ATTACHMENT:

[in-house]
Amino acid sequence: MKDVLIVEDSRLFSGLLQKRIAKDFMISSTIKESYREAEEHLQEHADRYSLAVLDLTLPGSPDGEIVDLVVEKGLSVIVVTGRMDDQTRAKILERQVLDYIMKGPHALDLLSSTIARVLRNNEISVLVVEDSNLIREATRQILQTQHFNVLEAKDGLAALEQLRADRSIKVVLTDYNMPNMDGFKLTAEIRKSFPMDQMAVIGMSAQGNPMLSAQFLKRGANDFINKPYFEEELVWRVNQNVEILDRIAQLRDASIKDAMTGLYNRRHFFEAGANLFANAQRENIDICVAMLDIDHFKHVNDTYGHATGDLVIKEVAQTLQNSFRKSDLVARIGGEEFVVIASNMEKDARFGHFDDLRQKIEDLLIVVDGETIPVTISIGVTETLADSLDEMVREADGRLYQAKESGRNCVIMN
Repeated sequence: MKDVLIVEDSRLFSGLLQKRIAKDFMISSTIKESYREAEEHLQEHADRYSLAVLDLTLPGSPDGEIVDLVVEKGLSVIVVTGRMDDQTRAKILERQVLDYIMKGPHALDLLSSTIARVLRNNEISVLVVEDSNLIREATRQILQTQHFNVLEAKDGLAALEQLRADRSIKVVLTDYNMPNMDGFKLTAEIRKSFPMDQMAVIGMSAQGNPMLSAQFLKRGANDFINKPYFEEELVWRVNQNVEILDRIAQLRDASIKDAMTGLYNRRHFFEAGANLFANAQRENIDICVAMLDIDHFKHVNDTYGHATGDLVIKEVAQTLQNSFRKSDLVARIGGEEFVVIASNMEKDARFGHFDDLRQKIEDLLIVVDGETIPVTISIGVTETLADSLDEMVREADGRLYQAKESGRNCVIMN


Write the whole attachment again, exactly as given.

[in-house]
Amino acid sequence: MKDVLIVEDSRLFSGLLQKRIAKDFMISSTIKESYREAEEHLQEHADRYSLAVLDLTLPGSPDGEIVDLVVEKGLSVIVVTGRMDDQTRAKILERQVLDYIMKGPHALDLLSSTIARVLRNNEISVLVVEDSNLIREATRQILQTQHFNVLEAKDGLAALEQLRADRSIKVVLTDYNMPNMDGFKLTAEIRKSFPMDQMAVIGMSAQGNPMLSAQFLKRGANDFINKPYFEEELVWRVNQNVEILDRIAQLRDASIKDAMTGLYNRRHFFEAGANLFANAQRENIDICVAMLDIDHFKHVNDTYGHATGDLVIKEVAQTLQNSFRKSDLVARIGGEEFVVIASNMEKDARFGHFDDLRQKIEDLLIVVDGETIPVTISIGVTETLADSLDEMVREADGRLYQAKESGRNCVIMN
Repeated sequence: MKDVLIVEDSRLFSGLLQKRIAKDFMISSTIKESYREAEEHLQEHADRYSLAVLDLTLPGSPDGEIVDLVVEKGLSVIVVTGRMDDQTRAKILERQVLDYIMKGPHALDLLSSTIARVLRNNEISVLVVEDSNLIREATRQILQTQHFNVLEAKDGLAALEQLRADRSIKVVLTDYNMPNMDGFKLTAEIRKSFPMDQMAVIGMSAQGNPMLSAQFLKRGANDFINKPYFEEELVWRVNQNVEILDRIAQLRDASIKDAMTGLYNRRHFFEAGANLFANAQRENIDICVAMLDIDHFKHVNDTYGHATGDLVIKEVAQTLQNSFRKSDLVARIGGEEFVVIASNMEKDARFGHFDDLRQKIEDLLIVVDGETIPVTISIGVTETLADSLDEMVREADGRLYQAKESGRNCVIMN